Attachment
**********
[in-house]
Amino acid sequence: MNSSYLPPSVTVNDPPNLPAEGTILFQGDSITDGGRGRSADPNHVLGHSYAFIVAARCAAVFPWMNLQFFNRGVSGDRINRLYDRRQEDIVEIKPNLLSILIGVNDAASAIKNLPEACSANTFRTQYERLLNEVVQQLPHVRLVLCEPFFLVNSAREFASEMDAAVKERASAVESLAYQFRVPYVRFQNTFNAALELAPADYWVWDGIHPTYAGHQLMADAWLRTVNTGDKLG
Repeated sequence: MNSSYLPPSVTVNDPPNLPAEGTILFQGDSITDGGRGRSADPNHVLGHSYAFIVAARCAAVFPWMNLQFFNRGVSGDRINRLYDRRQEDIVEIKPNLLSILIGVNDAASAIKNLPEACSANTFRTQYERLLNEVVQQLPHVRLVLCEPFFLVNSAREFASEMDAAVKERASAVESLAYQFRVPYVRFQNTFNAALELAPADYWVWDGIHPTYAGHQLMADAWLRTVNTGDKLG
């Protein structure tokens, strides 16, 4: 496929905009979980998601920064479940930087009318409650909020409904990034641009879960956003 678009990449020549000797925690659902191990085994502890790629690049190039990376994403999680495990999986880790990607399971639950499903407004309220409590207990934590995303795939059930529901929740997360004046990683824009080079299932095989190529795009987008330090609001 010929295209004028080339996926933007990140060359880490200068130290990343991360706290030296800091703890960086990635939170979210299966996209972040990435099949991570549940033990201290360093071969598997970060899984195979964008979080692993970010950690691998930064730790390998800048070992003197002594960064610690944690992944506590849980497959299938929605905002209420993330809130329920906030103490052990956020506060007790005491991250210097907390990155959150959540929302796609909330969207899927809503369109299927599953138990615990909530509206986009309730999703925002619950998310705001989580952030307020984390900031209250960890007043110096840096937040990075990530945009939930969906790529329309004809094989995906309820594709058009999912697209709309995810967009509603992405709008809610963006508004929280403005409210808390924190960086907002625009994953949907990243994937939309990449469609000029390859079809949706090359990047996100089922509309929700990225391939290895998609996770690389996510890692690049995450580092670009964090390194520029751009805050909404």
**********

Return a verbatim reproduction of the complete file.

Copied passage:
[in-house]
Amino acid sequence: MNSSYLPPSVTVNDPPNLPAEGTILFQGDSITDGGRGRSADPNHVLGHSYAFIVAARCAAVFPWMNLQFFNRGVSGDRINRLYDRRQEDIVEIKPNLLSILIGVNDAASAIKNLPEACSANTFRTQYERLLNEVVQQLPHVRLVLCEPFFLVNSAREFASEMDAAVKERASAVESLAYQFRVPYVRFQNTFNAALELAPADYWVWDGIHPTYAGHQLMADAWLRTVNTGDKLG
Repeated sequence: MNSSYLPPSVTVNDPPNLPAEGTILFQGDSITDGGRGRSADPNHVLGHSYAFIVAARCAAVFPWMNLQFFNRGVSGDRINRLYDRRQEDIVEIKPNLLSILIGVNDAASAIKNLPEACSANTFRTQYERLLNEVVQQLPHVRLVLCEPFFLVNSAREFASEMDAAVKERASAVESLAYQFRVPYVRFQNTFNAALELAPADYWVWDGIHPTYAGHQLMADAWLRTVNTGDKLG
């Protein structure tokens, strides 16, 4: 496929905009979980998601920064479940930087009318409650909020409904990034641009879960956003 678009990449020549000797925690659902191990085994502890790629690049190039990376994403999680495990999986880790990607399971639950499903407004309220409590207990934590995303795939059930529901929740997360004046990683824009080079299932095989190529795009987008330090609001 010929295209004028080339996926933007990140060359880490200068130290990343991360706290030296800091703890960086990635939170979210299966996209972040990435099949991570549940033990201290360093071969598997970060899984195979964008979080692993970010950690691998930064730790390998800048070992003197002594960064610690944690992944506590849980497959299938929605905002209420993330809130329920906030103490052990956020506060007790005491991250210097907390990155959150959540929302796609909330969207899927809503369109299927599953138990615990909530509206986009309730999703925002619950998310705001989580952030307020984390900031209250960890007043110096840096937040990075990530945009939930969906790529329309004809094989995906309820594709058009999912697209709309995810967009509603992405709008809610963006508004929280403005409210808390924190960086907002625009994953949907990243994937939309990449469609000029390859079809949706090359990047996100089922509309929700990225391939290895998609996770690389996510890692690049995450580092670009964090390194520029751009805050909404």